Kitchen design house RDA tasked its design team with making some predictions about which of the pandemic-prompted changes in hospitality venue design are here to stay, and which will disappear as social distancing restrictions begin to ease.
The team members identified five key trends, as follows:
RDA believes the F&B outlets which survived or even thrived in 2020 were those which recognised that flexibility is key, being open-minded and adaptive as restrictions and the weather changed.
Senior designer Ruth Boote said: “We saw teepees and marquees erected outside of pubs and restaurants, outdoor spaces adapted for food markets, craft sales and street food offerings, plus the key role of technology in ensuring takeaway services involved minimal interactions and delays.”
And while the demand for a space to be versatile is nothing new, operators are more attuned than ever to the need for a bar, restaurant or other events venue to be commercial in other guises, she feels: “Versatile design – flexible seating, movable screens, pop-up counters, demountable décor – will form an even more critical part of clients’ briefs in 2021.”
With travel restrictions in the place and stories of small businesses on the brink, there was a shift in the public consciousness towards giving something back to local communities in 2020, the RDA team noted.
In 2021, the company predicts that this movement will be reflected in the design choices of both bona fide small businesses and big brand names. Ben Shepherd, a senior designer based in RDA’s London office, said: “Think architectural aesthetics, open frameworks, exposed brickwork and transparency – literally, as in beer kegs on display behind see-through bar fronts and taps on the back bar wall facing clients.”
The team also anticipate a rise in demand for modular design in 2021, with enterprises of all sizes keen to establish an authentic, local, trustworthy feel; something which can be suggested by the use of modular units.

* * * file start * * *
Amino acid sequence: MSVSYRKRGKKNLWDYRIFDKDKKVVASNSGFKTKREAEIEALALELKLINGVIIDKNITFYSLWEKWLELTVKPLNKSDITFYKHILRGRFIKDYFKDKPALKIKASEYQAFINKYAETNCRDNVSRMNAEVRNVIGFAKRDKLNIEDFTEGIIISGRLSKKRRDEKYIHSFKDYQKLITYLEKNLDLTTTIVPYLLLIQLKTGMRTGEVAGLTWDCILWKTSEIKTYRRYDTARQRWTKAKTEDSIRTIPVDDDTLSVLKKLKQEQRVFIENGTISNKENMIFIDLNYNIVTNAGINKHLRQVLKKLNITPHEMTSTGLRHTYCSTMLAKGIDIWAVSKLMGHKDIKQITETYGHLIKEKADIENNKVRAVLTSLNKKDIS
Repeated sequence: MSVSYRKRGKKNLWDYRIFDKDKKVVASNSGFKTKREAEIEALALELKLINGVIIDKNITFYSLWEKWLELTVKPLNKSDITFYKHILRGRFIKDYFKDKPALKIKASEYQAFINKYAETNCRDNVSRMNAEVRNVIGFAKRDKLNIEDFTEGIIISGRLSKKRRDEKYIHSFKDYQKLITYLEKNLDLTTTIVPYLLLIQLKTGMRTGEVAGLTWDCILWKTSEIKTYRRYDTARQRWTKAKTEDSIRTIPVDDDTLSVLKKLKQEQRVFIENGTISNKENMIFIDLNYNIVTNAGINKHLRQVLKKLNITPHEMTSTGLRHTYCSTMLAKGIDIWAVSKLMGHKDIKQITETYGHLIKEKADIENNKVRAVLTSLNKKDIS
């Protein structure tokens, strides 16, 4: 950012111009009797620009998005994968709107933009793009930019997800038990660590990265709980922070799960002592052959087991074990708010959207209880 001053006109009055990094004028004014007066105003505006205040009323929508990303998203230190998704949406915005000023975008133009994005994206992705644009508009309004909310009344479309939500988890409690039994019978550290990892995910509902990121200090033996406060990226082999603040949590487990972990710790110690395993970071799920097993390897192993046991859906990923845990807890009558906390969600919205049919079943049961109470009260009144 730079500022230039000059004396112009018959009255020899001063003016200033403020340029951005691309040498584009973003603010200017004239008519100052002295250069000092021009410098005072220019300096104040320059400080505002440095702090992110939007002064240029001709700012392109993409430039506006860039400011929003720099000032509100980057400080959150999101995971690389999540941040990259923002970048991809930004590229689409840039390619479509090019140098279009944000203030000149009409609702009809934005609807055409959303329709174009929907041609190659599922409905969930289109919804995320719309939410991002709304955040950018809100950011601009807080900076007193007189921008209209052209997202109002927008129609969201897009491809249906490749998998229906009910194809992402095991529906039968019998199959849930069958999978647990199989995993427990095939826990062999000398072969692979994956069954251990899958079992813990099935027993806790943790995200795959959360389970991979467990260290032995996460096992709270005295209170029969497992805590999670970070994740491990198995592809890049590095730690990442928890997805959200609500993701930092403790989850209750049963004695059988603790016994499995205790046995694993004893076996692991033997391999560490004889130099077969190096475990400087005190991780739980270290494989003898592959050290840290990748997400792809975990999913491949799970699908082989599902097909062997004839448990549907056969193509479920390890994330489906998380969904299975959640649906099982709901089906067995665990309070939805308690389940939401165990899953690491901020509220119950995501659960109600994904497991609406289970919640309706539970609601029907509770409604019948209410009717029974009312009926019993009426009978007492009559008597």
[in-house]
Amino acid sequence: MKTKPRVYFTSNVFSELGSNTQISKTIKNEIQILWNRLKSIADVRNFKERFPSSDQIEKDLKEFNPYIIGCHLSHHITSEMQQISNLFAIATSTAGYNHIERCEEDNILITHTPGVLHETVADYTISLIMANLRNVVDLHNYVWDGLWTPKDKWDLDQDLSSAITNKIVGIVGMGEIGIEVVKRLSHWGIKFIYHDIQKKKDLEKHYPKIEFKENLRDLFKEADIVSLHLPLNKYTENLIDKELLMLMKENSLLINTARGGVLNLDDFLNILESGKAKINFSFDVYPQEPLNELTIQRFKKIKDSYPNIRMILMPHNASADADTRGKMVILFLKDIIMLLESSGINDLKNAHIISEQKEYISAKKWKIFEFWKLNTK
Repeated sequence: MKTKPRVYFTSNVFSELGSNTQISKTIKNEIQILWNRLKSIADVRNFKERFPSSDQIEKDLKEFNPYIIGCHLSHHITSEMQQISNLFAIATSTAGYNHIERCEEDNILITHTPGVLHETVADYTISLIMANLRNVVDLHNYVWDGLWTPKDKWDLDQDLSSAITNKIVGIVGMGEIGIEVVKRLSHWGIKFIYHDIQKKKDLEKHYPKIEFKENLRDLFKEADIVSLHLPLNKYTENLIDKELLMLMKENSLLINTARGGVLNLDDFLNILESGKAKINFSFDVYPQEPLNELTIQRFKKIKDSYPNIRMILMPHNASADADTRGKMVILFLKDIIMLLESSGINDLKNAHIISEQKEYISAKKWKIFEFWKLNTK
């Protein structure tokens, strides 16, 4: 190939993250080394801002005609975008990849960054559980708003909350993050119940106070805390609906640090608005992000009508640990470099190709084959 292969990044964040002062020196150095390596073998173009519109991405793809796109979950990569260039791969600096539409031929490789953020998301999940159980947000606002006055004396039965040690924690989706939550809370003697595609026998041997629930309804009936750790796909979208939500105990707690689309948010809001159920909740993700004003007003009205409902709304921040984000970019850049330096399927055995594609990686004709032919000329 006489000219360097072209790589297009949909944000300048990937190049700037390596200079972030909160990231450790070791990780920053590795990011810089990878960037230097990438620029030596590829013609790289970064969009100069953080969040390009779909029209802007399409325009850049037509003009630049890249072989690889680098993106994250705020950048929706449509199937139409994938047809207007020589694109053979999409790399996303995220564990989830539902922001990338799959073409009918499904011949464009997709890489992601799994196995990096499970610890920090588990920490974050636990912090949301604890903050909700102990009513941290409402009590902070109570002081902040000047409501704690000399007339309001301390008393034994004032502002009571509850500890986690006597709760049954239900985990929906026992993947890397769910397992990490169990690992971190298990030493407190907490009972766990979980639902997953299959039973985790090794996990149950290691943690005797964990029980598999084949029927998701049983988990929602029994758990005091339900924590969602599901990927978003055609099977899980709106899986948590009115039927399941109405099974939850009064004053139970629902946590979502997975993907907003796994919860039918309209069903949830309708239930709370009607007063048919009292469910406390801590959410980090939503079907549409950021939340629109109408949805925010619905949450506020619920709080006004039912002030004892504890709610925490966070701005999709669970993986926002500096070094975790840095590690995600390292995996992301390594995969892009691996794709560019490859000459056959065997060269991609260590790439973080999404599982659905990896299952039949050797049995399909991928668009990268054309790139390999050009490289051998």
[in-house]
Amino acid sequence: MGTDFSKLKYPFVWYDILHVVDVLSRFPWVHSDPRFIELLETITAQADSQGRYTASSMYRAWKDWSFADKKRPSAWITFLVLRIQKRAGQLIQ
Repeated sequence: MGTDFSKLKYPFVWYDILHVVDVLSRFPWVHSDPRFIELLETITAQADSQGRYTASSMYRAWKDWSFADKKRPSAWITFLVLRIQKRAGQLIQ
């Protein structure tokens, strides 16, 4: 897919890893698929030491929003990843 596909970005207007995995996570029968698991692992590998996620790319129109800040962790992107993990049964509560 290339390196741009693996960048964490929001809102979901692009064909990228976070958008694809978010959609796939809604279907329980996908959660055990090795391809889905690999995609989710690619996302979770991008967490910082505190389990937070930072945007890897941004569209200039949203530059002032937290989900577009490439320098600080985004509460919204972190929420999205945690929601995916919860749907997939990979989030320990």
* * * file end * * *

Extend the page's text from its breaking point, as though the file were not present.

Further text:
After a year like last year, RDA doesn’t anticipate clients’ sustainability consciences going anywhere. According to design director Nick Bradley: “If anything, we predict sustainability elements of briefs will become even more exacting, with demand rising for closed-loop materials, carbon neutral manufacture and transportation.”
The RDA team predicts we’ll finally see an end to so-called ‘greenwash’ in 2021, with operators choosing materials and finishes for front and back of house which truly support their eco credentials and reflect their values.
Elevated F&B offerings in the workplace
In the workplace, RDA believes there will be lower-occupancy offices emerging which will look markedly different to the kinds of spaces we’re accustomed to.
The team sees flexible or ‘hybrid’ working as being here to stay for many, and employers will be under pressure to create versatile and attractive office spaces to tempt workers away from home for team projects requiring more face-to-face contact.
Designer Lucy Stewart said: “In terms of F&B provision, we think we’ll see more demand for coffee and snack bars, outdoor areas for barbecues and social gatherings and, overall, an elevated ‘home from home’ aesthetic feel. Exciting, innovative, ‘destination’ workplaces are about to come to the fore.”
Biophilic details and wellness
And finally, after a year where everyone has been encouraged to stay at home and mental health has taken a big hit, RDA predicted that designers have biophilic details high on their agendas for 2021.
Biophilic design or ‘bringing the outside in’ can be achieved through a range of different measures, including nature-inspired colours, planting, access to natural light and carefully curated artwork.
Account manager Gemma Banks detailed: “Already a big focus in 2020, we can see clients underpinning their commitment to employee and client wellbeing by taking even bolder steps in this direction in 2021.”